STEP 2 - Verifiable Work Experience - After passing the FE exam, you will continue your journey toward professional licensure by gaining engineering experience. Many jurisdictions have specific requirements about the type of experience you need to gain. Most require that you gain experience under the supervision of someone who is already licensed, and that your experience involve increasing levels of responsibility.

STEP 3 - PE Exam - Once you have gained the appropriate experience required, you can take the second exam in the licensure process, the Principles and Practice of Engineering (PE). This exam is given in a variety of engineering disciplines.

Now, all we have to do is add a requirement for a criminal and credit check, and a professional IT license could easily be created.

How important is a good reputation?

In North Carolina, even mundane occupations are governed by auctioneers must be licensed by a state auctioneering licensing board who are charged with doing an extensive background check (including a nationwide criminal records search and a credit history report) steps to ensure that all auctioneers have "no acts of moral turpitude".  See my notes on how I help corporations evaluate the honesty of computer employees.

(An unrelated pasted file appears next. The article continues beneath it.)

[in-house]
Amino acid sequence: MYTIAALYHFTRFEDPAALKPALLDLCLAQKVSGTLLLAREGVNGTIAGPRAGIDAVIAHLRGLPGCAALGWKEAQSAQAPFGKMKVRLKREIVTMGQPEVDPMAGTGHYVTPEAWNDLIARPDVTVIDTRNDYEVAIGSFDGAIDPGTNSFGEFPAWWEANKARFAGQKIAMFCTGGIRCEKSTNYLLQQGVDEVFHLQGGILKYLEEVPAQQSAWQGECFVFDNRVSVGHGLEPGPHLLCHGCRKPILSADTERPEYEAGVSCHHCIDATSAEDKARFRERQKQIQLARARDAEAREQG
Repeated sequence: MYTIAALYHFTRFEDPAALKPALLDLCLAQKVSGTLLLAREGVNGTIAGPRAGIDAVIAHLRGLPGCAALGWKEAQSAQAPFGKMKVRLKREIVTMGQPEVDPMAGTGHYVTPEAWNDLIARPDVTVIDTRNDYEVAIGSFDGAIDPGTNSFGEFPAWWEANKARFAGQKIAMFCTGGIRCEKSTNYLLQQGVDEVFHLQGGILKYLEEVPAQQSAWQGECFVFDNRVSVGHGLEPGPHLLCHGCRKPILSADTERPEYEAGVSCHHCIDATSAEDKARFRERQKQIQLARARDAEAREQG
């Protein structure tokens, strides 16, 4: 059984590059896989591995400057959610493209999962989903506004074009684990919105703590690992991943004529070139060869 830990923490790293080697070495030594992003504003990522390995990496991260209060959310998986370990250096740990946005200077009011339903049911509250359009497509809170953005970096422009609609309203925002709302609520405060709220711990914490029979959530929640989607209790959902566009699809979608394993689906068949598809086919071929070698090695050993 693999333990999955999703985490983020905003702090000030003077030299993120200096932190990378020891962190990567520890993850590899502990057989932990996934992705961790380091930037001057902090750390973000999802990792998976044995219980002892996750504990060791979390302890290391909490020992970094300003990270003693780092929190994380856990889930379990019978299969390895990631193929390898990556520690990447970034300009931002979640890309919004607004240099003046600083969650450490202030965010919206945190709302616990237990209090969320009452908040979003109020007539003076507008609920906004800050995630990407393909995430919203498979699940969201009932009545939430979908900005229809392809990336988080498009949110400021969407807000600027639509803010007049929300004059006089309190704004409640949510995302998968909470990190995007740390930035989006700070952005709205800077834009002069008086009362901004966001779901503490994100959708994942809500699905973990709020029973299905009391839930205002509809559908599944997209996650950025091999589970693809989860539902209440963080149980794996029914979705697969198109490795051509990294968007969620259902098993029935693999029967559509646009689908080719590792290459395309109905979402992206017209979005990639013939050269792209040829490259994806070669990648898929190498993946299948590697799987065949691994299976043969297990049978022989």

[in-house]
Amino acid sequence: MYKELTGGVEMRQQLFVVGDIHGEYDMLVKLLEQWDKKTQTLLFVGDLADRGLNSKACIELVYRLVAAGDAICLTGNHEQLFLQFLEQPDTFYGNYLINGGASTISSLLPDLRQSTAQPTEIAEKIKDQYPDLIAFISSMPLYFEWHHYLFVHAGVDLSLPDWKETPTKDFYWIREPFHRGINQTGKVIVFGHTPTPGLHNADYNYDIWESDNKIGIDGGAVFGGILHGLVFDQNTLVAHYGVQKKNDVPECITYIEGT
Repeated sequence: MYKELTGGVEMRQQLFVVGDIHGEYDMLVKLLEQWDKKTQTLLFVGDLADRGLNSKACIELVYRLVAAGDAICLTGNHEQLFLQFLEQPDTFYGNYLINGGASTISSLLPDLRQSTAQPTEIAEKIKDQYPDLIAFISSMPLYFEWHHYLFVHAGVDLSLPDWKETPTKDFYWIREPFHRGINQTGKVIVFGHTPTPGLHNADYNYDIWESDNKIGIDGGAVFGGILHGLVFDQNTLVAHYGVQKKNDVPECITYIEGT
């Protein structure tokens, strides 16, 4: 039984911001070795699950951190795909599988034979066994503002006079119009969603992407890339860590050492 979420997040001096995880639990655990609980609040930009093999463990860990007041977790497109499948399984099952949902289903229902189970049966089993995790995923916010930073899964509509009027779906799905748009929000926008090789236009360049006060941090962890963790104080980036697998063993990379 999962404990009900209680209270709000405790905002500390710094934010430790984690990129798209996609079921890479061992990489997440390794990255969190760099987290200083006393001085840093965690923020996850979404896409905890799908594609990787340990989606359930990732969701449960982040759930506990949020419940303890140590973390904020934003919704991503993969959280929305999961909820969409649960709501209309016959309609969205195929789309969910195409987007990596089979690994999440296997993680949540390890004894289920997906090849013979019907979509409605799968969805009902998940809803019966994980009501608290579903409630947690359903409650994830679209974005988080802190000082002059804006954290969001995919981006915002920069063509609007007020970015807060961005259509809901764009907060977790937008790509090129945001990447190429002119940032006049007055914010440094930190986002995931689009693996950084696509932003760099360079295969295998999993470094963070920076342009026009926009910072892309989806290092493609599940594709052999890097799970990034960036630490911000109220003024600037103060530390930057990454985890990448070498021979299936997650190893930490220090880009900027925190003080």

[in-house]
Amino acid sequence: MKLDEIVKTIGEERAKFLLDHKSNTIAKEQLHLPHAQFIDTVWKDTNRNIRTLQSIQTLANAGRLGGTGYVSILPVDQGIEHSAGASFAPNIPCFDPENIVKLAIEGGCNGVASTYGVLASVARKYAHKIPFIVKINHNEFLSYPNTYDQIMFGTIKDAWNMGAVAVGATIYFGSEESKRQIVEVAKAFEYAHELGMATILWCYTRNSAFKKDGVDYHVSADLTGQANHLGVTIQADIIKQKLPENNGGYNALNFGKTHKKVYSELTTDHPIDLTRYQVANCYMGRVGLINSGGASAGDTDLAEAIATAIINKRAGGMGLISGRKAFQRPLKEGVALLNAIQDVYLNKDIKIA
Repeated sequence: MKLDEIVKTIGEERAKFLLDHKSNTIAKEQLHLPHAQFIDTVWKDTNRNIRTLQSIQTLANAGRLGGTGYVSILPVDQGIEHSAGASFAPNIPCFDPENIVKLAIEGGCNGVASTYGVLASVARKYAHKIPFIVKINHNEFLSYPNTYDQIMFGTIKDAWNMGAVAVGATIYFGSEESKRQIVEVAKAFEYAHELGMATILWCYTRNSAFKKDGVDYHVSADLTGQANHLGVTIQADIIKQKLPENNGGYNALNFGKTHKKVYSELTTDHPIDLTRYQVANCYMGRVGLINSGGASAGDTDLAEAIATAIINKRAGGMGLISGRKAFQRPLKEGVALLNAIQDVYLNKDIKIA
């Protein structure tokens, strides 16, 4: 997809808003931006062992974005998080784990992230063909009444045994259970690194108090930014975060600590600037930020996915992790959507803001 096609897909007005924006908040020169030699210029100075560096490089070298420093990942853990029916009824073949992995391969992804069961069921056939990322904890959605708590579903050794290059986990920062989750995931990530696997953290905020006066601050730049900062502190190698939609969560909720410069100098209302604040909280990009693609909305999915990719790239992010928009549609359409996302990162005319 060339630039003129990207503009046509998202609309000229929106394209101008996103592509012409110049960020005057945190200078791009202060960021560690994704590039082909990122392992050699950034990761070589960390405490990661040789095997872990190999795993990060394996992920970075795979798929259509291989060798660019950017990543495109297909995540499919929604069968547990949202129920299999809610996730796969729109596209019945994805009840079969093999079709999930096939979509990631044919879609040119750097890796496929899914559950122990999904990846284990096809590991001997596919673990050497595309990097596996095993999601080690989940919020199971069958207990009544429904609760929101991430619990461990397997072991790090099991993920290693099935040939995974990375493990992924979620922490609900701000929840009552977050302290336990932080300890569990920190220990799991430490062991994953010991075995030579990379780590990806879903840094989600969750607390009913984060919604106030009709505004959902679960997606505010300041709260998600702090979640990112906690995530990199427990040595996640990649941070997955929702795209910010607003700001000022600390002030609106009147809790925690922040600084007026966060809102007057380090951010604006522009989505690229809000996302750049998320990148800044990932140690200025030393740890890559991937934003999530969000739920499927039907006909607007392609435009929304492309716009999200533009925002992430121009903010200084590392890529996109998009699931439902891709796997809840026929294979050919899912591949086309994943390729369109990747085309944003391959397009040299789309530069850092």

It's only a matter of time before state licensing boards expand their control over computer and IT occupations and we can only hope that having licensed computer professionals will increase the prestige of the profession and weed-out dangerous dilettantes and those with unsavory morals.



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Note: This Oracle documentation was created as a support and Oracle training reference for use by our DBA performance tuning consulting professionals.  Feel free to ask questions on our Oracle forum.

Verify experience! Anyone considering using the services of an Oracle support expert should independently investigate their credentials and experience, and not rely on advertisements and self-proclaimed expertise. All legitimate Oracle experts publish their Oracle qualifications.